How tall is James Gandolfini?
James Gandolfini's Height is 6ft 1in (185 cm)
CELEB-HEIGHTS™ RANKING #757
Celebirty name: GANDOLFINI, James (Original: James Joseph Gandolfini, Jr.)
Birth: 1961-09-18 (United States) , Died: 2013-06-19 (aged 51)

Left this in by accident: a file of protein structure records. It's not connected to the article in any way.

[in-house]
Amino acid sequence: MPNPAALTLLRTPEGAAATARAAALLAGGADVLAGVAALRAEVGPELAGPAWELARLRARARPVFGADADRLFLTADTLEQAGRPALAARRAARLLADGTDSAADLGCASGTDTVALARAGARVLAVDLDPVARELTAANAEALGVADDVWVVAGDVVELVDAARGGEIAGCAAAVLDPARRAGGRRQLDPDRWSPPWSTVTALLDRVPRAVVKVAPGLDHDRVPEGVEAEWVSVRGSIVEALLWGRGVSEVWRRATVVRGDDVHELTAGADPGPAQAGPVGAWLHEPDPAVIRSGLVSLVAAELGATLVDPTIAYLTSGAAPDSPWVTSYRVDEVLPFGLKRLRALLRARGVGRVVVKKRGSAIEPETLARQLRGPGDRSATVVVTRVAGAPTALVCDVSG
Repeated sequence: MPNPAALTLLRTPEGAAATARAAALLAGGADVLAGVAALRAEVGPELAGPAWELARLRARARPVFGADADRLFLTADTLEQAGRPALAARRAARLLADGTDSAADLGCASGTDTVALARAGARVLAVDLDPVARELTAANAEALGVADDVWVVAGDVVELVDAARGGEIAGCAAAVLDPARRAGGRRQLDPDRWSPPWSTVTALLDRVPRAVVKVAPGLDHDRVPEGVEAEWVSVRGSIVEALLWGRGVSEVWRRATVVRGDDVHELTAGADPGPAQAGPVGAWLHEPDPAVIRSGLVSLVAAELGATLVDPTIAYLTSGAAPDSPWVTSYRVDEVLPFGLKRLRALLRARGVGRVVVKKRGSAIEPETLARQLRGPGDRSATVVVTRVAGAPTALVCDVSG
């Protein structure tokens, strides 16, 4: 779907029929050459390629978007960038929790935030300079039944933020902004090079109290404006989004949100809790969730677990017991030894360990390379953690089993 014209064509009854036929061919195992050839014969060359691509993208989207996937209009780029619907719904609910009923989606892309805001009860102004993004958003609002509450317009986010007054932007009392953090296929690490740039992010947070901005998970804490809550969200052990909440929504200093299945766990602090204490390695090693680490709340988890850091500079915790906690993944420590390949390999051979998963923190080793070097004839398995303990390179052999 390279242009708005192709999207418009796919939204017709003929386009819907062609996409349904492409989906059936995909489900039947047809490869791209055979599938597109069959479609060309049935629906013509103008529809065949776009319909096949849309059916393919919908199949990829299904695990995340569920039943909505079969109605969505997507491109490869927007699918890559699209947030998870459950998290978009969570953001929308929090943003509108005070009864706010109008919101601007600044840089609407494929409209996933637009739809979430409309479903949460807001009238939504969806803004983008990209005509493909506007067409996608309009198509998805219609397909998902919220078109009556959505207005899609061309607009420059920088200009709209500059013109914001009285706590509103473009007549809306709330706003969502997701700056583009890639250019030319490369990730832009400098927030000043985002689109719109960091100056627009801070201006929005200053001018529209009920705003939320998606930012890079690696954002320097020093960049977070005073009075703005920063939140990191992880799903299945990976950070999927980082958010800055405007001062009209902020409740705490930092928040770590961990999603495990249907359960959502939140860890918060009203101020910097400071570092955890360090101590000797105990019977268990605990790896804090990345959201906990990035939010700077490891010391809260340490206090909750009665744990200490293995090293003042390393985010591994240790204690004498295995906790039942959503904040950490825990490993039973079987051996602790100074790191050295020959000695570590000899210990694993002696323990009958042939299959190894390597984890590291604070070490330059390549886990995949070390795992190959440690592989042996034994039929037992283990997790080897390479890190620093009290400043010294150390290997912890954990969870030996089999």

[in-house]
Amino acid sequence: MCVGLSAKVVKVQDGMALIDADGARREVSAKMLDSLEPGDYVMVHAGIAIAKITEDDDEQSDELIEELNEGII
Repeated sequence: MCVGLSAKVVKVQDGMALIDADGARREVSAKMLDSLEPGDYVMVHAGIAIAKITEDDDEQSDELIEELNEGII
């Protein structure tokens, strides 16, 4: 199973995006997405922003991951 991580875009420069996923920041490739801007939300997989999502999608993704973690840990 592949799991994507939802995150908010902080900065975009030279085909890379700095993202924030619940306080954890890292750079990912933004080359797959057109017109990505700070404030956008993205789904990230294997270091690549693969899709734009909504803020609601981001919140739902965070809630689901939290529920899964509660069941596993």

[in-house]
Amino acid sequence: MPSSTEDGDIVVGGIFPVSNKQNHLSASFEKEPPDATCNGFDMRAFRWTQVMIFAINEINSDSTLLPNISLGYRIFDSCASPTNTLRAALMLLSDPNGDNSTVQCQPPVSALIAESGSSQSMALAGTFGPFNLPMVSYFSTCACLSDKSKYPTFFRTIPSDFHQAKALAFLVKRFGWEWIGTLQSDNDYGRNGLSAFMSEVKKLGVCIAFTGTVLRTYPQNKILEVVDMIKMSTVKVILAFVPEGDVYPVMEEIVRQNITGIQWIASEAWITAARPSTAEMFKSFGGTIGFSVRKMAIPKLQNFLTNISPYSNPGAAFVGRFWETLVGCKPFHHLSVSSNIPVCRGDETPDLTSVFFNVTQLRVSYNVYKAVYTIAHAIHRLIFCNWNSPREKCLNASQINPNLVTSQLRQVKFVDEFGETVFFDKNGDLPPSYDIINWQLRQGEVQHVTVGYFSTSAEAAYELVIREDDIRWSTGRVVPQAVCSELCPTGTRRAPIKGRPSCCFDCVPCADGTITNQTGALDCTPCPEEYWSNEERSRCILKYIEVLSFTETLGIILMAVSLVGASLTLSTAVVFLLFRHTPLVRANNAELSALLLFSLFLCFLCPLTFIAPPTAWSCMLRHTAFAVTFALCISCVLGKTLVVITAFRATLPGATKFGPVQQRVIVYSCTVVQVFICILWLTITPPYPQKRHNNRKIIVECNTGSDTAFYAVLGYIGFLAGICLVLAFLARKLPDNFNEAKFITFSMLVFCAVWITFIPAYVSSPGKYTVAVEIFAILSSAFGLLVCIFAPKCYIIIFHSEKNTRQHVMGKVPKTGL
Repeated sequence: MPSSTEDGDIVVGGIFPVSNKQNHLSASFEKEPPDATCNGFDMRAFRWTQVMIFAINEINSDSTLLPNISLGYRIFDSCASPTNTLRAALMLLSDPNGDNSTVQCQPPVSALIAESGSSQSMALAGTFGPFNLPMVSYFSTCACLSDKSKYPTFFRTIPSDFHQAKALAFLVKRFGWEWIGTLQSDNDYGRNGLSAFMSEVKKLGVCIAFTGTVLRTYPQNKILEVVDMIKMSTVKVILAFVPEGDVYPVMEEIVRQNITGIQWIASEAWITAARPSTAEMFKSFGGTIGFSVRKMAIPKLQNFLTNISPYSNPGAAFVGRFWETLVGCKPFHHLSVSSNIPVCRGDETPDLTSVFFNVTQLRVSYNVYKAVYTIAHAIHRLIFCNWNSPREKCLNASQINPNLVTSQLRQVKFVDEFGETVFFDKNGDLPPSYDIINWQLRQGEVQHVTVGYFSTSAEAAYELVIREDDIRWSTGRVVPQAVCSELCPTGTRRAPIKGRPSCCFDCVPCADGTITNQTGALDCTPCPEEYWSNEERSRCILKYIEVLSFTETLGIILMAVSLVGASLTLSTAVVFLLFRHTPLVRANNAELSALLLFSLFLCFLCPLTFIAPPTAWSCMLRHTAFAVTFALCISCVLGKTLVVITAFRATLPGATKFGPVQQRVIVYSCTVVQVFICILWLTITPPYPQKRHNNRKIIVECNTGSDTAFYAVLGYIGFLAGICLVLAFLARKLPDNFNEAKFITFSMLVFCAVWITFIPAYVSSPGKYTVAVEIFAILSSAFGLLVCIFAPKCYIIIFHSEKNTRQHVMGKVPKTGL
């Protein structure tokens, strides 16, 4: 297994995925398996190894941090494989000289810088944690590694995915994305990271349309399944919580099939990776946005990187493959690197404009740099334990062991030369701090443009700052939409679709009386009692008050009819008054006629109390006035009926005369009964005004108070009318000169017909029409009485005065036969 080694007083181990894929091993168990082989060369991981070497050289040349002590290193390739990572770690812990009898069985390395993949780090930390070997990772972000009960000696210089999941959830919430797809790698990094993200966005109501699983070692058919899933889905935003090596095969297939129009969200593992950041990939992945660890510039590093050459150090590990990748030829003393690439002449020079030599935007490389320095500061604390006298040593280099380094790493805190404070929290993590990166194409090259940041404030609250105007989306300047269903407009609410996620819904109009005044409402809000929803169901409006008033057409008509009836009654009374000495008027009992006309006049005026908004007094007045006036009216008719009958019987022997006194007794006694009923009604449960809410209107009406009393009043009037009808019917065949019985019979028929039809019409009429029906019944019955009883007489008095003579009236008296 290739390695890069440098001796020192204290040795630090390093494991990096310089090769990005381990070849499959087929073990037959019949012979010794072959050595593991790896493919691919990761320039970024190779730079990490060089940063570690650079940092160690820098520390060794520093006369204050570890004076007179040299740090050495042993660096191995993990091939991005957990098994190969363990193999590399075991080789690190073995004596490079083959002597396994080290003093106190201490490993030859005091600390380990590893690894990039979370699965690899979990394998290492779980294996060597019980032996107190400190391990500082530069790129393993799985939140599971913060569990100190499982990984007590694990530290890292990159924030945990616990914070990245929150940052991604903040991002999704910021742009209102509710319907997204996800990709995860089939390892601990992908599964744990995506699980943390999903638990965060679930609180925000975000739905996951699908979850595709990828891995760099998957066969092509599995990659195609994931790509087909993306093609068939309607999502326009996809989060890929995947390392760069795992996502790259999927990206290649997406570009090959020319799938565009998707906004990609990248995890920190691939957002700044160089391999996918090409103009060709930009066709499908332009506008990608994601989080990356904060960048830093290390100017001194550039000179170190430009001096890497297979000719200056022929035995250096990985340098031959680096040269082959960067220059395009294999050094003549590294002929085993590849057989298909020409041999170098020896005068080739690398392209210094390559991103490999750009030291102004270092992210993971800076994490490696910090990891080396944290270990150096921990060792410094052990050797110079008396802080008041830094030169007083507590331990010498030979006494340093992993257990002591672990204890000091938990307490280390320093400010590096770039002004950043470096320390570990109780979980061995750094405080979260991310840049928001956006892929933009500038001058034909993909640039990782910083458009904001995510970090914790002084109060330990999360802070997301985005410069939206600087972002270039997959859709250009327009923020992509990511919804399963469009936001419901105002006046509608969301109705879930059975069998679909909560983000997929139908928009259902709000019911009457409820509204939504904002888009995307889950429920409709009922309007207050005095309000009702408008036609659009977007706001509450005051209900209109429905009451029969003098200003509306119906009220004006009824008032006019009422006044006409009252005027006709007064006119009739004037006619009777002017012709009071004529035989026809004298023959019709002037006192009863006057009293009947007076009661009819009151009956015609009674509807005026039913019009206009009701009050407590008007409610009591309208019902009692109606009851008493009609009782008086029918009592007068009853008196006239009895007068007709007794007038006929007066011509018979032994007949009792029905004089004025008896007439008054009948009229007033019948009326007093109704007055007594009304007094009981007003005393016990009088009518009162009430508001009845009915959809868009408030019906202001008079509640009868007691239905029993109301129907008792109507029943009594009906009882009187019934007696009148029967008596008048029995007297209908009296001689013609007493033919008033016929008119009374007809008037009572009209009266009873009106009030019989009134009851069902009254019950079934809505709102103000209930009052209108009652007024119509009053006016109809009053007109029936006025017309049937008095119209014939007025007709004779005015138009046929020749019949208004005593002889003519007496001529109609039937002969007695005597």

James Joseph Gandolfini Jr. (September 18, 1961 – June 19, 2013) was an American actor and producer. He was best known for his role as Tony Soprano, the Italian-American crime boss in HBO's television series The Sopranos, for which he won three Emmy Awards, three Screen Actors Guild Awards, and one Golden Globe Award. Gandolfini's portrayal of Tony Soprano is widely regarded as being among the greatest performances in television history. Gandolfini's notable film roles include mob henchman Virgil in True Romance (1993), Lt. Bobby Dougherty in Crimson Tide (1995), Colonel Winter in The Last Castle (2001) and Mayor of New York in The Taking of Pelham 123 (2009). Other roles are enforcer and stuntman Bear in Get Shorty (1995) and impulsive "Wild Thing" Carol in Where the Wild Things Are (2009). For his performance as Albert in Enough Said (2013), Gandolfini posthumously received much critical praise and several awards, including a Screen Actors Guild Award nomination and the Boston Society of Film Critics Award for Best Supporting Actor. In 2007, Gandolfini produced Alive Day Memories: Home from Iraq, a documentary in which he interviewed injured Iraq War veterans and in 2010, Wartorn: 1861–2010 examining the impact of post-traumatic stress disorder on soldiers and families throughout several wars in U.S. history from 1861 to 2010. In addition to Alive Day Memories, he also produced the television film Hemingway & Gellhorn (2012), which gained him a Primetime Emmy Award for Outstanding Limited Series nomination. In 2013, Gandolfini died of a heart attack in Rome at the age of 51. Gandolfini maintained ties with his hometown, Park Ridge, New Jersey, and supported the Octoberwoman Foundation for Breast Cancer Research. He lived in New York City and owned a piece of land on the Lake Manitoba Narrows. Gandolfini had lived on a 34-acre (14 ha) property in Chester Township, New Jersey. In 2009, he purchased a home in the hills of Tewksbury Township, New Jersey. Brett Martin, in a GQ article, said "In interviews, which the actor did his very best to avoid, the actor would often fall back on some version of 'I'm just a dumb, fat guy from Jersey.'" Gandolfini and his first wife, Marcy Wudarski, were married in March 1999, and divorced in December 2002. Their son Michael was born in 1999. On August 30, 2008, after two years of dating, Gandolfini married former model and actress Deborah Lin in her hometown of Honolulu, Hawaii. Their daughter Liliane was born in October 2012. TV Guide published a special tribute to Gandolfini in its July 1, 2013, issue following his death, devoting the entire back cover of that issue to his image. In it, columnist Matt Roush cited Gandolfini's work as Tony Soprano as an influence on subsequent cable TV protagonists, saying: "Without Tony, there's no Vic Mackey of The Shield, no Al Swearengen of Deadwood, no Don Draper of Mad Men (whose creator, Matthew Weiner, learned his trade as a writer on The Sopranos)." Similar testimonials were given by his co-stars and colleagues, including Edie Falco, who expressed shock and devastation at his death; Sopranos creator David Chase, who praised him as a "genius"; Bryan Cranston, who stated that his Breaking Bad character Walter White would not have existed without Tony Soprano; and Gandolfini's three-time co-star Brad Pitt, who expressed admiration for Gandolfini as a "ferocious actor, a gentle soul and a genuinely funny man". Emily Nussbaum, writing for The New Yorker, said that "nobody could be under any illusion about what a television actor was capable of" after Gandolfini's portrayal of Tony Soprano. The Atlantic said Gandolfini's influence on television was "seismic," comparing him to film star Marlon Brando. Mark Lawson, writing for The Guardian, said that Gandolfini's performance as Soprano "represents one of the greatest achievements" of television. TV critic Alan Sepinwall said of Gandolfini's performance, “Watching it again, it was very clear to me, quickly and often, that this was the greatest dramatic performance in TV history."
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